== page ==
The use of light scattering and ion chamber responses for the detection of fires in diesel contaminated atmospheres.
Fire Saf J 2002 Jun; 37(4):409-425
Experiments were conducted to determine the optical scattering properties of diesel particulate matter (DPM) and various combustion aerosols from both flaming and smoldering combustion sources at discrete angles of 15 degrees and 30 degrees in the forward direction and at a light source wavelength of 635 nm using a simple light scattering module. In addition to the scattering data, simultaneous measurements were made of the total aerosol mass concentration; light extinction at an average wavelength of 546 nm; and the response of a common bipolar ion chamber typical of residential smoke detectors modified to allow the aerosols to flow through the chamber. The results of these experiments indicate, for DPM and combustion aerosols, the intensities per unit mass concentration depend not only upon whether the aerosol is DPM or combustion aerosol but also upon the type of combustion aerosol. The results also indicate that the ion chamber responses are greatest for DPM, followed by the response to flaming combustion aerosols (FCA) and lowest for smoldering combustion aerosols (SCA). For light scattering, the greatest intensities are found for SCA, followed by the intensities from FCA, and lowest for DPM. This report describes the experiments, their results, and the use of these results to develop design criteria for early warning fire sensors capable of the rapid and reliable detection of fires in atmospheres that may or may not be contaminated by the products produced from diesel engines.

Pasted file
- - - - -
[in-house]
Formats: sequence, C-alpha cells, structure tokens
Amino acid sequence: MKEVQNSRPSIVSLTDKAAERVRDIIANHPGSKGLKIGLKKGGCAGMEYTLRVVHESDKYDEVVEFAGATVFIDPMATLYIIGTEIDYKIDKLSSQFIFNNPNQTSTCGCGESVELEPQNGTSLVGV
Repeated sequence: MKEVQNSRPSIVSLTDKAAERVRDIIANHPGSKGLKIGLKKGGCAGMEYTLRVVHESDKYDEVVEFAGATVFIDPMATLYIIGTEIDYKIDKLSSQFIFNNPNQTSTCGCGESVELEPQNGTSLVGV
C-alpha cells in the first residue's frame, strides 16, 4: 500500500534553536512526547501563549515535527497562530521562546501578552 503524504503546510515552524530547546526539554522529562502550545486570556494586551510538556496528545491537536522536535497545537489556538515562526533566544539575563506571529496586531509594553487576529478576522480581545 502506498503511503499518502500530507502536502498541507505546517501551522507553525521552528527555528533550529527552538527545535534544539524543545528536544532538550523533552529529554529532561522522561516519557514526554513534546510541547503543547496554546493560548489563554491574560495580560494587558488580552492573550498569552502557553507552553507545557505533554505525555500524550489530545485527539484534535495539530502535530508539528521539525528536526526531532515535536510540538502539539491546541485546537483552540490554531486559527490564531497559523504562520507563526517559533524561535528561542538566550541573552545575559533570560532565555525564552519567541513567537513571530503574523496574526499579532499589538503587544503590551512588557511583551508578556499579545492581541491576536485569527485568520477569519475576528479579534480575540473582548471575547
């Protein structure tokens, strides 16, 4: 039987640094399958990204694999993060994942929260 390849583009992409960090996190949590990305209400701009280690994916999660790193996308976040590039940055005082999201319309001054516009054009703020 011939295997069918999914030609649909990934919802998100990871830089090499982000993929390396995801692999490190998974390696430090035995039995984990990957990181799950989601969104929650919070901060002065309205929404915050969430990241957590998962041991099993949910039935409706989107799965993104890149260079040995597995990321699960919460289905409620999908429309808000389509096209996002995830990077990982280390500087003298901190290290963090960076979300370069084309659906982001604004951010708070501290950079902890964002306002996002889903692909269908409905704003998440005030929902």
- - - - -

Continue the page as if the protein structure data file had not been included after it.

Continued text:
Optics; Combustion-gases; Combustion-products; Aerosols; Flammable-gases; Ionization-chambers; Fire-prevention; Fire-protection-equipment; Diesel-engines; Diesel-exhausts; Diesel-emissions
National Institute for Occupational Safety and Health, Pittsburgh Research Center, Cochrans Mill Road, Pittsburgh, OA 15236, USA
Fire Safety Journal